On the opening kickoff of this new season, the Bears were penalized half the distance to the goal line on an unncessary roughness penalty by reserve linebacker DeMarquis Gates. It certainly seemed to set a poor tone for the Bears, who came up empty on that series.
On the interception by Quay Walker – which extended the Packers’ lead to 38-14 – he caught the Bears’ offense seemingly disinterested in tackling him. With the outcome in hand, this team appeared checked out.
After spending months this spring through the offseason program with the values of Eberflus instilled, then arriving to training camp in late July ready for this new season, the Bears simply looked like a shell of the team they were supposed to be.
What has to upset Eberflus more than anything is how the Bears abandoned his principles for their first game of this season.
3. Fate of Love
After enjoying three decades of Hall-of-Fame-caliber quarterback play from Brett Favre and Aaron Rodgers, the Packers turned the page this season.
The 24-year-old Love made just his second career NFL start on Sunday, and his first since Rodgers was traded by the Packers to the Jets this offseason. Green Bay entered this season with uncertainty but hope in what Love could offer as its next quarterback.
Love shined against the Bears on Sunday, finishing 15-of-27 for 245 yards and 3 touchdowns. He was efficient with head coach Matt LaFleur’s game plan and avoided the type of costly mistakes that the Bears hoped to find from him.
“I couldn’t be more proud of just his performance (and) his poise,” LaFleur told reporters. “There is a big time belief in that locker room for Jordan Love, and I think the guys, they’re going to rally around him. They’re excited for him. They love him. They respect him. He comes to work every day, great attitude, great energy. I think you saw that today.”
When the Packers selected Love with the No. 26 overall pick in the 2020 NFL Draft – making a bold trade up to land him – they set off a chain of events that ultimately led Rodgers out of Green Bay.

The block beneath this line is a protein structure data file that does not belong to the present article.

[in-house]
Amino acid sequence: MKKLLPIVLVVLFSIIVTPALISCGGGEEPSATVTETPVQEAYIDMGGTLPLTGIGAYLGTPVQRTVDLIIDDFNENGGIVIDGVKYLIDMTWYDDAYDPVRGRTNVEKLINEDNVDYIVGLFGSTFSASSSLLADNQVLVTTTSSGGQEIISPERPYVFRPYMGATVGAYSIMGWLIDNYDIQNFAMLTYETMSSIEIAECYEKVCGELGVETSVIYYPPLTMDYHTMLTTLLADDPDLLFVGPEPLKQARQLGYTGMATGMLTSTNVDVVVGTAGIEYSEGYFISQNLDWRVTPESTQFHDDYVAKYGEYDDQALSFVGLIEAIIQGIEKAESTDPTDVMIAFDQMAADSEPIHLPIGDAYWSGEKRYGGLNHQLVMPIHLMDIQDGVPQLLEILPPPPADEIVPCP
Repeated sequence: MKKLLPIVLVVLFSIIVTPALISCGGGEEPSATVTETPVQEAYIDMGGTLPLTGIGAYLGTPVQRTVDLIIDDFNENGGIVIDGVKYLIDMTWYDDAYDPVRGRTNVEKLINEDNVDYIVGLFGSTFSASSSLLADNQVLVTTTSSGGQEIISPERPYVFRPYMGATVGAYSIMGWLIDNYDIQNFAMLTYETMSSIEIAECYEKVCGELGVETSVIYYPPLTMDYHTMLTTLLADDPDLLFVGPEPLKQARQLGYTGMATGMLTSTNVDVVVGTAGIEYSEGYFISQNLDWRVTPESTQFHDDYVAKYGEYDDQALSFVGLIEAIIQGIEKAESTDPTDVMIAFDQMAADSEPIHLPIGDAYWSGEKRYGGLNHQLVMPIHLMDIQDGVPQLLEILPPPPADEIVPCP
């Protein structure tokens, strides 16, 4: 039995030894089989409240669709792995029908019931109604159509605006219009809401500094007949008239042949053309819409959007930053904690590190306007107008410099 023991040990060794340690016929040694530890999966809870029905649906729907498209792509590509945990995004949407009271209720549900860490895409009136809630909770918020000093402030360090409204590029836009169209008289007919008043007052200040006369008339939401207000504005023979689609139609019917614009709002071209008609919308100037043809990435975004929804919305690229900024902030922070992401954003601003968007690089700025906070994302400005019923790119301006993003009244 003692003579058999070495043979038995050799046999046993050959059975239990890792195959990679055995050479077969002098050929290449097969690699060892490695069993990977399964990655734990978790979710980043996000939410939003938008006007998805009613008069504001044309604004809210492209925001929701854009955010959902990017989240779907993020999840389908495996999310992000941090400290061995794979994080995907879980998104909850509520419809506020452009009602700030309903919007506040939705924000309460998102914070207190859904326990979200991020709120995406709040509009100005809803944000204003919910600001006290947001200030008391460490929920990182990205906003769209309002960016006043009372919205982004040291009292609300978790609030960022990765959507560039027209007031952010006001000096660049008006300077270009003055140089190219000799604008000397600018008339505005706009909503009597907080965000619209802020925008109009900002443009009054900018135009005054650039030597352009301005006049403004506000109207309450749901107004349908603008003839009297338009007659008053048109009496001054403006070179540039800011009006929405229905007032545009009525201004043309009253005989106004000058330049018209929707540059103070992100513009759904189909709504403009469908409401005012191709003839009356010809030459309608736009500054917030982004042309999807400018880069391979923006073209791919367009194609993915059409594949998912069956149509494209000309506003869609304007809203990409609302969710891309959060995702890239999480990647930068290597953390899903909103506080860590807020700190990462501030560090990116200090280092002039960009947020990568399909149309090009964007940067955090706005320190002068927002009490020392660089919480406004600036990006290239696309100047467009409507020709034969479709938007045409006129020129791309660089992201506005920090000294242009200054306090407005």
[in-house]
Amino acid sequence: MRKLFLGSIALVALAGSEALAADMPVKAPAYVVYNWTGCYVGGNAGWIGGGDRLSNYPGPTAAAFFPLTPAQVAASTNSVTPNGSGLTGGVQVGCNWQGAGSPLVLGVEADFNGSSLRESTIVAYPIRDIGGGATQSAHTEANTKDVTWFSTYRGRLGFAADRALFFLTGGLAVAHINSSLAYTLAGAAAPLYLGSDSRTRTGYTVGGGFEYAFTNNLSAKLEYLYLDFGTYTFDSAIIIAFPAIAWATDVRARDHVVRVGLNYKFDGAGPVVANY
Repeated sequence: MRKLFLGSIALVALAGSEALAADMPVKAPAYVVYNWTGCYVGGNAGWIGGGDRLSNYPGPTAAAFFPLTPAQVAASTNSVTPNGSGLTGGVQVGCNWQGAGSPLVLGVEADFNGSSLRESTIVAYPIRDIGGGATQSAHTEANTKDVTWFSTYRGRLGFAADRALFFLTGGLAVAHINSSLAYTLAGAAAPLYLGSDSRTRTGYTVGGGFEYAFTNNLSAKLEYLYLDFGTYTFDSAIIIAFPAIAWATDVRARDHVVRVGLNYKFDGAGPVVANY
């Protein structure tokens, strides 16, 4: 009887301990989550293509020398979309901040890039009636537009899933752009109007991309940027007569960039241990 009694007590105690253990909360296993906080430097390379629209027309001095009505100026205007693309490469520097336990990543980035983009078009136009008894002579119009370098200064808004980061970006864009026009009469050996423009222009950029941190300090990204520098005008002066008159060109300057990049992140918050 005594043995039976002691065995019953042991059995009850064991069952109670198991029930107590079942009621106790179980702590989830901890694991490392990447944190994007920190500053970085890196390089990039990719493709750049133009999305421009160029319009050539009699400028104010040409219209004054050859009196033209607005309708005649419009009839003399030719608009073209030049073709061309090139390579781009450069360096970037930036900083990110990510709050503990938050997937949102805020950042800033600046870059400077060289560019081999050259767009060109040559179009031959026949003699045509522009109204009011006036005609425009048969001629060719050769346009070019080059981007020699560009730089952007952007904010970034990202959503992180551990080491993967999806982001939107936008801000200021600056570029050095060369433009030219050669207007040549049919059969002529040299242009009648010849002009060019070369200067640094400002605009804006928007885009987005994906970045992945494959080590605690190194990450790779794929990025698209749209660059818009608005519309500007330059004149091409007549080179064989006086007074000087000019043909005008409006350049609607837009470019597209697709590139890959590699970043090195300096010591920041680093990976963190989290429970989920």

A four-time MVP quarterback over the last 18 years, Rodgers was set off by the Packers forming their succession plan. He landed with the Jets this offseason and the Packers turned their future over to Love.
Love’s strong performance against the Bears is one that will strike fears in Chicago that the Packers have their next great quarterback.
4. Coming up short
With the Bears facing a critical third-and-1 from their own 40-yard line on their opening drive of the season, tight end Cole Kmet shifted behind center Lucas Patrick and took a direct snap. It was a designed tight end sneak play, and it was stuffed at the line of scrimmage.
“Yeah, that was tough,” Kmet said.
Suddenly pressed into a fourth-and-1 from the same spot, Fields hurried the offense under center, took the snap and attempted to hurdle over the crowd with the ball stretched towards the first-down marker. He was stopped short and the Packers took over with a short field.
Eberflus pointed to the Bears’ analytics as what led to the aggressive decision to go for it.
“Sneak converts at a high rate on inches (to go),” Eberflus said to reporters. “Sneak converts at a high rate on inches just by percentage. That’s why we liked it.”
The Packers took over first-and-10 from the Bears’ 40-yard line and embarked on an 11-play, 40-yard scoring drive, which was capped by Love finding wide receiver Romeo Doubs for an 8-yard touchdown.
The Bears never led in this entire game.
5. Roschon’s strong debut
On a dark day for the Bears and their hopes for this season, there was at least one bright spot.
That was the rookie rusher Johnson, the Bears’ fourth-round pick out of Texas in this year’s NFL Draft, who carried 5 times for 20 yards while adding a team-high 6 receptions.
Johnson scored his first career touchdown late in the fourth quarter, reaching over the goal line on a 2-yard scoring run. The Bears believe Johnson can be their next great running back. On Sunday, he featured not just the rushing abilities but also skill out of the backfield as a blocker and pass catcher.
When Johnson was selected by the Bears, he received rave reviews from the team.
“He is a really good football player that I know is going to be successful in this league in many different ways,” general manager Ryan Poles said in April. “And on top of that, he’s an unbelievable human being as well who is going to enhance our culture, enhance our locker room and continue to meet the standards that we’ve put in place.”